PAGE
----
Background: Bronchoscopies are extensively adopted for diagnosing and staging thoracic malignancies, but studies are missing as how to keep the process streamlined and more efficient. To evaluate current role of bronchoalveolar lavage (BAL) for cancer and possible infection diagnosis when practicing comprehensive bronchoscopy for patients suspected with thoracic malignancy, and provide foundation for possible practice modification. Methods: We retrospectively analyzed a prospectively kept database of immunocompetent patients undergoing bronchoscopy for suspected non-hematologic malignancies. Clinical, radiographic data, bronchoscopic sampling techniques and diagnostic results were recorded. Initially undiagnostic patients were followed up for 2 years for a definitive diagnosis. Results: Of 224 patients included, 179 (79.9%) were confirmed with active thoracic malignancies. BAL diagnostic yield of cancer based on different radiographic characters of target lesion are as follow: isolated lymphadenopathies 0%, central lesions 45.5%, peripheral masses (diameter ≥3 cm) 21.4%, peripheral large nodules (2≤ diameter <3 cm) 15.8%, and peripheral small nodules (diameter <2 cm) 7.1%, while composite bronchoscopy achieved diagnostic yield of 93.3%, 95.5%, 91.7%, 76.9%, and 66.7% in corresponding lesion types. No cancer was diagnosed solely by BAL-cytology. Proportions of patients with positive BAL culture did not differ significantly between patients with and without pre-test suspicion for infections (P=0.199). In multivariable analysis, infections were associated with age ≥75 (OR 3.0; 95% CI: 1.29-7.06), chronic obstructive pulmonary disease (COPD) (OR 2.7; 95% CI: 1.14-6.26) and diabetes mellitus (DM) (OR 4.5; 95% CI: 1.90-10.44). Conclusions: Omitting BAL cytology in settings of comprehensive bronchoscopy may not compromise cancer diagnosis. For patients primarily suspected with thoracic malignancy, performing BAL culture only based on clinical suspicion could miss important infectious etiology.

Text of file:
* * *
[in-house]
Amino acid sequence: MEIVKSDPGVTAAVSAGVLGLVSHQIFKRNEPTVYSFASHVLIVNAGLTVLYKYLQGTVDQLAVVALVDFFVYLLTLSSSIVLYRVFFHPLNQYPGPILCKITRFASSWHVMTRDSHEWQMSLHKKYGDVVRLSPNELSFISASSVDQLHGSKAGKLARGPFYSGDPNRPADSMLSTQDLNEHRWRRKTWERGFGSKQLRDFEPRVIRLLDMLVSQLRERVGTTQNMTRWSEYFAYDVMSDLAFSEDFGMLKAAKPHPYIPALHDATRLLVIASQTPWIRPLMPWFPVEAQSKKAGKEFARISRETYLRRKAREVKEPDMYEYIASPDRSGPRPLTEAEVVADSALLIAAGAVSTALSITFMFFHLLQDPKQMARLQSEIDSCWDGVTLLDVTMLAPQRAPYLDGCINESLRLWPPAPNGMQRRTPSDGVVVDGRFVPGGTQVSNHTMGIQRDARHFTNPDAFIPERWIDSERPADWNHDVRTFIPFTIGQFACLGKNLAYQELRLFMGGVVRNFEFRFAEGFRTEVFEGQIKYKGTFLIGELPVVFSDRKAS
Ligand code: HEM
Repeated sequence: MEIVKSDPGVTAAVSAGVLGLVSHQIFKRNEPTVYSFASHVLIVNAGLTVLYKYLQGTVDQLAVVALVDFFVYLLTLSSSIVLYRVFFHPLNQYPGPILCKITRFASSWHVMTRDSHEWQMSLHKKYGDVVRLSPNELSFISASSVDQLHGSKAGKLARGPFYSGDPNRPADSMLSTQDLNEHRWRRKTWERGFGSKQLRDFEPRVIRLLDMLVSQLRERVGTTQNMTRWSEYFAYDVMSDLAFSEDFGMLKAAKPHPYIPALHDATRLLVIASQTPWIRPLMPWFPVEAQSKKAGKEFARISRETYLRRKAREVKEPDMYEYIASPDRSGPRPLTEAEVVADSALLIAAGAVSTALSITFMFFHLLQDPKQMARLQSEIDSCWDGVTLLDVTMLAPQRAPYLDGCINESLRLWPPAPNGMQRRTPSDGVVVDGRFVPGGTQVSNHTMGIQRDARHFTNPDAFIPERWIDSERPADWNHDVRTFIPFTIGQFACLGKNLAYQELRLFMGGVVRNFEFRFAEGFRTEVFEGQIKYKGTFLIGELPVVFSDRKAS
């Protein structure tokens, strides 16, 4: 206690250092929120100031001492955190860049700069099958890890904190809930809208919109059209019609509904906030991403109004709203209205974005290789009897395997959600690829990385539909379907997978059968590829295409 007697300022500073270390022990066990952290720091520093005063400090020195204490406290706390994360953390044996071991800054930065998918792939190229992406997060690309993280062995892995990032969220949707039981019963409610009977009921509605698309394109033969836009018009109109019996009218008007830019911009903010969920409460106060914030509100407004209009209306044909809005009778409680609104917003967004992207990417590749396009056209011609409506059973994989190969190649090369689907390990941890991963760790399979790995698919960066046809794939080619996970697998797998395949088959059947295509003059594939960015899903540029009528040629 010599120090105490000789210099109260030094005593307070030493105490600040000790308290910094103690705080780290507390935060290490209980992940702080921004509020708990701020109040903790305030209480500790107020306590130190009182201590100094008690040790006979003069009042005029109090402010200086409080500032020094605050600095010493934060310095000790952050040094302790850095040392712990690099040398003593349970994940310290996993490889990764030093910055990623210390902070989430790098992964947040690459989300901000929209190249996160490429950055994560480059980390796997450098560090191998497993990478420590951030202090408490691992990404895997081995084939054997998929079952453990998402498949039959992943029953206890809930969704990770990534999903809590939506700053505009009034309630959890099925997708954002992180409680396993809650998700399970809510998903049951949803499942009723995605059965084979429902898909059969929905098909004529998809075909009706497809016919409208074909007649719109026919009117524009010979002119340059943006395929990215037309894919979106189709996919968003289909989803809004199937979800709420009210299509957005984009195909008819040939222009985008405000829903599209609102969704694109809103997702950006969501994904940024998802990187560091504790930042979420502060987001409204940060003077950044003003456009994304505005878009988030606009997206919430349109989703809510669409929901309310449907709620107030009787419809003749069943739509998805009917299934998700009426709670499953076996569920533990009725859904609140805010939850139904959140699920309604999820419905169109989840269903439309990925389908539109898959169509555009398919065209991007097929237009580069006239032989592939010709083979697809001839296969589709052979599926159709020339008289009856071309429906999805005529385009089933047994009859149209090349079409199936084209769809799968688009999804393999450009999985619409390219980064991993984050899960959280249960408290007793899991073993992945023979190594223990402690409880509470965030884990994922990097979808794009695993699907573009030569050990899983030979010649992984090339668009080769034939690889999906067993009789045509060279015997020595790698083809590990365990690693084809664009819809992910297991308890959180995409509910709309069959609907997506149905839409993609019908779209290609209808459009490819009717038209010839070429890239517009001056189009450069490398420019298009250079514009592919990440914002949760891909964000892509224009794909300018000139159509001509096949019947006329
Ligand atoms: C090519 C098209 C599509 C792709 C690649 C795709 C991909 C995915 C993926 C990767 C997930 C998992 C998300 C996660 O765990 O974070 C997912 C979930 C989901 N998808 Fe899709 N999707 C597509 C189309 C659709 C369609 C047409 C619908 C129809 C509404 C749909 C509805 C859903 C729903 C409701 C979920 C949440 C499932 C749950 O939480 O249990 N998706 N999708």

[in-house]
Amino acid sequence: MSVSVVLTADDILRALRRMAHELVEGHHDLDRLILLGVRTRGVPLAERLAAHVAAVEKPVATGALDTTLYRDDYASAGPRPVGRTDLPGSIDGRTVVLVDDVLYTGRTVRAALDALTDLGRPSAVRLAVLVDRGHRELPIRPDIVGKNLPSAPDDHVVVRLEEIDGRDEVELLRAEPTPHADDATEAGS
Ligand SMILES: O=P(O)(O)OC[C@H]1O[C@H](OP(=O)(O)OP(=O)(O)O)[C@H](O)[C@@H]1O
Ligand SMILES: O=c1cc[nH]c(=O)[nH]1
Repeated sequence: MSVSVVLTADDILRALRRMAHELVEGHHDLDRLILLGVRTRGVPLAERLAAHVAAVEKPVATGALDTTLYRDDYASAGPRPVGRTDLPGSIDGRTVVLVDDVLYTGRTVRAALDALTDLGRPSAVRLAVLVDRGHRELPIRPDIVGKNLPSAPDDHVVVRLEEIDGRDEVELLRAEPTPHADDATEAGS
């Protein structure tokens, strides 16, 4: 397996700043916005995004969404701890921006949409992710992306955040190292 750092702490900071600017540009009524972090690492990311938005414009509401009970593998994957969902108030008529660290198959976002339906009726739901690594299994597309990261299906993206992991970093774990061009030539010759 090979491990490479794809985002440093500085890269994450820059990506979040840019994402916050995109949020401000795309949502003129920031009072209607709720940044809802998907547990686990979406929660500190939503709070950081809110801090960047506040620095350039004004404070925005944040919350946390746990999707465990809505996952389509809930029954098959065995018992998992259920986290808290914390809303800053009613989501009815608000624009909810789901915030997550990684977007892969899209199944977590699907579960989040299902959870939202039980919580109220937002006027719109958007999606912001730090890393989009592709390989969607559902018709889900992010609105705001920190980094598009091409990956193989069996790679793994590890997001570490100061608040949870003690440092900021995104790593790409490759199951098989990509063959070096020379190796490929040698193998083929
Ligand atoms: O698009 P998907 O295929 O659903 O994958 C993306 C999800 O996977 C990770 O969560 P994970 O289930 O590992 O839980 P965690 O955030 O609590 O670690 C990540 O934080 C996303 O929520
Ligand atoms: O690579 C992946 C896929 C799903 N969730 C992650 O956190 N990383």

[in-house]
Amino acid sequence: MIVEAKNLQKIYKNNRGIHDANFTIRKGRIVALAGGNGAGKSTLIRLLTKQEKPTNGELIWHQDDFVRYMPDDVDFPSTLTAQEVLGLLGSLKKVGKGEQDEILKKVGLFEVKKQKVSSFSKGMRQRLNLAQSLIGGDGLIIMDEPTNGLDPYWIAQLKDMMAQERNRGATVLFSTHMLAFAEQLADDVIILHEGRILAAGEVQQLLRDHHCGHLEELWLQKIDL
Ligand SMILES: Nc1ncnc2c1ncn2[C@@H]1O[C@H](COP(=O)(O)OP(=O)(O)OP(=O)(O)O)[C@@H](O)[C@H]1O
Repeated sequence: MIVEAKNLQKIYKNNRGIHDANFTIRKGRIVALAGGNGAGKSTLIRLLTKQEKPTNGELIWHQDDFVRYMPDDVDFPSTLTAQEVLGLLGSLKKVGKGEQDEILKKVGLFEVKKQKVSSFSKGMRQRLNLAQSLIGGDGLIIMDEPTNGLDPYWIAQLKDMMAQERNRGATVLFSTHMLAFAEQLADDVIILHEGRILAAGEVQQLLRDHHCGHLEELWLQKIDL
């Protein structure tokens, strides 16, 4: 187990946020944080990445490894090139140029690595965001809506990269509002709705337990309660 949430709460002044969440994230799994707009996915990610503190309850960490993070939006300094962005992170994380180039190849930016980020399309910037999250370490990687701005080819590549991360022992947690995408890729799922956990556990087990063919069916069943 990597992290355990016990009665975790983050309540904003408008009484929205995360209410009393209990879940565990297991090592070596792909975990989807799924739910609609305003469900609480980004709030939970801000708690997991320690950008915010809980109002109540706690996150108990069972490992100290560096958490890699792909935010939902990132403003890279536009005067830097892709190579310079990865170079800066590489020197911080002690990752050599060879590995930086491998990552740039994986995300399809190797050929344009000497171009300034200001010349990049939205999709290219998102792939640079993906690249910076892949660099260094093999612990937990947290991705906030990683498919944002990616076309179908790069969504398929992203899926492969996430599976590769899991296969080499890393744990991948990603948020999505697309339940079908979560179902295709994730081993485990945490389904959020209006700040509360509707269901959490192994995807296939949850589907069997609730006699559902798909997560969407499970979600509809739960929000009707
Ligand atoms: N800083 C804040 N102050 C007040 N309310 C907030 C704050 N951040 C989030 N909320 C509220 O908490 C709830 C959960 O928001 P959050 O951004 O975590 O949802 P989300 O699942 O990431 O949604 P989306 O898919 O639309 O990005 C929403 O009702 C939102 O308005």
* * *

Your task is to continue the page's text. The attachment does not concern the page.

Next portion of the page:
- Bronchoalveolar lavage (BAL)
- Lower respiratory tract infections (LRTIs)
- Peripheral lung lesion
- Thoracic malignancies
ASJC Scopus subject areas
- Pulmonary and Respiratory Medicine